The Middle East is watching and waiting as June 30th arrives this weekend.
Egypt's opposition parties have set this date to, as they hope, overthrough Egypt's first freely and democratically elected President Mohammad Morsi.
Rival demonstrations for and against Mr. Morsi have been taking place in recent days and are set to ramp up over the weekend.
It seems so much is tied to Morsi's links to the Islamic Brotherhood, from which he resigned to take up the Presidency.
The opposition accuses Morsi of trying to Islamize Egypt by giving the Islamists the monopoly over important public institutions.
However, among leftists, liberals and secularists of this ancient land, there are those who say the revolution is not over – but their biggest problem is that they appear to lack vision in the post revolution Egypt.
They want to see early elections called.
Opponents are saying that they have gathered 15 million signatures seeking Morsi's removal and are taking this to the Supreme Constitutional Court to request a no -confidence motion.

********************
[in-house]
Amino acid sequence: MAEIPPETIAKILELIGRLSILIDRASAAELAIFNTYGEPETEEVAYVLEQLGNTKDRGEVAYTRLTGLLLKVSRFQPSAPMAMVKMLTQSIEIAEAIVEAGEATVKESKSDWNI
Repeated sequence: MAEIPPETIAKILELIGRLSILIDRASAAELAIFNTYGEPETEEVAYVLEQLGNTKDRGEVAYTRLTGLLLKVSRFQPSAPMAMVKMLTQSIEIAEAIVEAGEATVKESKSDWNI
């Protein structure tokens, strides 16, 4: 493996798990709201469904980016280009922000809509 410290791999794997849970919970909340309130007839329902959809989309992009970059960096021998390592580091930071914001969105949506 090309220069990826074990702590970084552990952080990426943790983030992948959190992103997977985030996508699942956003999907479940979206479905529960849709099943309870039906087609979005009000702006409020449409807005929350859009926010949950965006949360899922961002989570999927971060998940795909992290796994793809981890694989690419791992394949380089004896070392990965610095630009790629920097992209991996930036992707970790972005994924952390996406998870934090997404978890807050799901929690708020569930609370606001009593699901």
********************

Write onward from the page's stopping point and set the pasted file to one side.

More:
A new poll showed only 32% held a favorable view of Morsi, compared to the 78% approval rating at the end of his first 100 days in office.
But to be balanced, Mr. Morsi inherited a government that was rife with corruption from the decades of rule under former President Hosni Mubarak.
Add to that Egypt's economic woes, with high unemployment, a limping tourist industry, weakening currency, and high fuel and bread costs – and you have got 82.5 million disgruntled Egyptians.
Opponents of the President have began to gather in Tahrir Square, the focal point of Egypts uprising against Mubarak.
In recent days, hundreds of thousands of Islamists have rallied for Morsi chanting pro-Sharia (Islamic law) slogans.
The military is out in large numbers to try and keep things from getting out of hand, and gain – as it did last year, it appears Egypt's military may hold the true power of determining who and how the country is ruled.
Middle East Correspondent